Summer 2015: “Introduction to Microfluidics Technology”

Students are in the cleanroom during training.

Students in the clean room during training

The annual one-week course offered during the summer of 2015 is “Introduction to Microfluidics Technology” (June 22 – 26). It will be held at Brandeis University and sponsored by the National Science Foundation’s Bioinspired Soft Materials Research Science and Engineering Center (MRSEC) at Brandeis. It is intended for graduate students, post docs, faculty and industrial scientists and engineers interested in utilizing microfluidic technology in their work, in both physical sciences and life sciences, and does not assume any specific prerequisites.

SUMMER COURSE ANNOUNCEMENT 2015

Microfluidic Xmas Tree

“Scientist of small things”

IMAGE: BMXIMAGE (from Forbes India)

IMAGE: BMXIMAGE (from Forbes India)

Forbes India recently named Brandeis post-doc alumna Prerna Sharma as one of India’s “30 under 30”. Sharma, who worked in Prof. Zvonimir Dogic’s group in Physics, is currently an Assistant Professor at the Indian Institute of Science (IISc), Bangalore.

Read the original at Prerna Sharma: The scientist of small things, or perhaps her 2014 Nature paper on Hierarchical organization of chiral rafts in colloidal membranes

 

Deep inside a worm’s nose

In a new paper in eLIFE, a team spearheaded by Brandeis postdocs David Doroquez and Cristina Berciu provide a strikingly detailed look at key structures called cilia on neurons involved in sensory perception in the nematode C. elegans. Primary cilia are the antenna-like structures onsensory neurons that gather information about the animal’s environment, such as chemicals, temperature, humidity, and touch. The genetic tools available to manipulate individual, identifiable neurons in C. elegans make worms an excellent model organism to study the assembly and function of cilia. This study requires a description of the structure of the cilia and their immediate surrounding glial support cells, and this new paper, a collaboration of the Sengupta and Nicastro labs, provides high-resolution 3D models showing how diverse and specialized these structures are.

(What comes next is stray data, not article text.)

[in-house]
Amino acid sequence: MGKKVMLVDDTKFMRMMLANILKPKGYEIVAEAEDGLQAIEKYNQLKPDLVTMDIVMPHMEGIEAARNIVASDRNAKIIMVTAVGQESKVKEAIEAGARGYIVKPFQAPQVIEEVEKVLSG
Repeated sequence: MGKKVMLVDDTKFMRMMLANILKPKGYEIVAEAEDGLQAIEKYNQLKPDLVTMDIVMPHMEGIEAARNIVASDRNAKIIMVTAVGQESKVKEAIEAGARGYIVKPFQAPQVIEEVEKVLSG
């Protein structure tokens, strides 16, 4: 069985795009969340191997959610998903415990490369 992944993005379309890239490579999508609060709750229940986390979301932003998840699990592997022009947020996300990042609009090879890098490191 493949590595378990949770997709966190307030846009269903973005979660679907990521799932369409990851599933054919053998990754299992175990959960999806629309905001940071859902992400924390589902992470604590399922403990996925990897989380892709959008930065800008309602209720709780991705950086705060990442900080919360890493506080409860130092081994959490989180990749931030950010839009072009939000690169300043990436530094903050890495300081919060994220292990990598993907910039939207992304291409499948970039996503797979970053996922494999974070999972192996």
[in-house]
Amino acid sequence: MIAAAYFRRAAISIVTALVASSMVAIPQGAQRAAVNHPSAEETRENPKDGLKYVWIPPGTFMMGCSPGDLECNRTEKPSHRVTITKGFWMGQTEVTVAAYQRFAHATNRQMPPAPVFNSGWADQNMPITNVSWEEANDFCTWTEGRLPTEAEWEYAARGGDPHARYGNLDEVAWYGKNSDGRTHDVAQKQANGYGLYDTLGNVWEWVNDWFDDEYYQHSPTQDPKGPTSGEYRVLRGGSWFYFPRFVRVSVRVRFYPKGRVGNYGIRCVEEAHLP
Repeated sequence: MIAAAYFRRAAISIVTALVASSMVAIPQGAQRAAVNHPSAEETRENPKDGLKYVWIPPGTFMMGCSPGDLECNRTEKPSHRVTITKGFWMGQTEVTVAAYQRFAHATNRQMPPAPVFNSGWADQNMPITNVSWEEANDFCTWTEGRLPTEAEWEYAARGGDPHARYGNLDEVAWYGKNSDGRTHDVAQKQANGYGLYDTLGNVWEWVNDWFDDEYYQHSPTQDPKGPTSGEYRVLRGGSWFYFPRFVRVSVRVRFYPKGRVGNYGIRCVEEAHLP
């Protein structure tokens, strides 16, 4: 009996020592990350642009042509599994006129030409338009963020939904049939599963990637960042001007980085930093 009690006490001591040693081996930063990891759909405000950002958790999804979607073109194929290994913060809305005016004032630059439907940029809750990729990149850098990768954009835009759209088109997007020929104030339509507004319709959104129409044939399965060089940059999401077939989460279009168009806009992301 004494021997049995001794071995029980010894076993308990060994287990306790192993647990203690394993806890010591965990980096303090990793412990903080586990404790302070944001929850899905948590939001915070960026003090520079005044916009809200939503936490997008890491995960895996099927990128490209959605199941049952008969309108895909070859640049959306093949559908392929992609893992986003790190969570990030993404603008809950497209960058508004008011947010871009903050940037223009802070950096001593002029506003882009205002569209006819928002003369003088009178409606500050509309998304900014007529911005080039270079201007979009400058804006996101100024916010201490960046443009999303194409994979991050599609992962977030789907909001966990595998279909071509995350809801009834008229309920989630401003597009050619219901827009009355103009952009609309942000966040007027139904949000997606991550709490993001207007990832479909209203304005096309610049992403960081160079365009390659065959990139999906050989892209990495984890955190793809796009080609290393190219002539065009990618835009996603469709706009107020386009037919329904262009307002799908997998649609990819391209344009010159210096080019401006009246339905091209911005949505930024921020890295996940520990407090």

worm-01-2

A bouquet of sensory antennae. The 3D ultrastructure of all sensory cilia
and other neuronal projections in the head of the soil roundworm C.
elegans have been reconstructed using serial section transmission electron
microscopy. Shown are 3D isosurface-rendering models emerging from a
transmission electron microscopic cross-section of the worm.

The key techniques in this study were serial section transmission electron microscopy and electron tomography, with structures well-preserved by high-pressure freezing and freeze-substitution. With these techniques, the authors achieved the first high-resolution 3D reconstructions of 50/60 cilia from C. elegans. They describe several previously uncharacterized features — for example, there are distinct types of branching patterns – in one, the two cilia originate from independent basal bodies (as previously seen in Chlamydomonas). In the second, the cilia branch after the basal transition zone, the ciliary gatekeeper region. In the latter case, this basically means that whatever is needed for the cilia to branch has to be transported through the transition zone, suggest there might be novel mechanisms of ciliary protein trafficking. In a third pattern, the branching occurs proximally before the transition zone, and represent therefore dendritic microvilli, rather than ciliary branching. The study also showed different organizations  of microtubules in different cilia types and vesicles in regions of the cilia which have never been seen before, again pointing to new mechanisms of protein transport. They also describe new cilia-glial interactions, which might suggest that cilia and glia talk to each other.

For more about these structures (with lots of pretty pictures and movies), see:

Fast-spiking interneurons and the critical period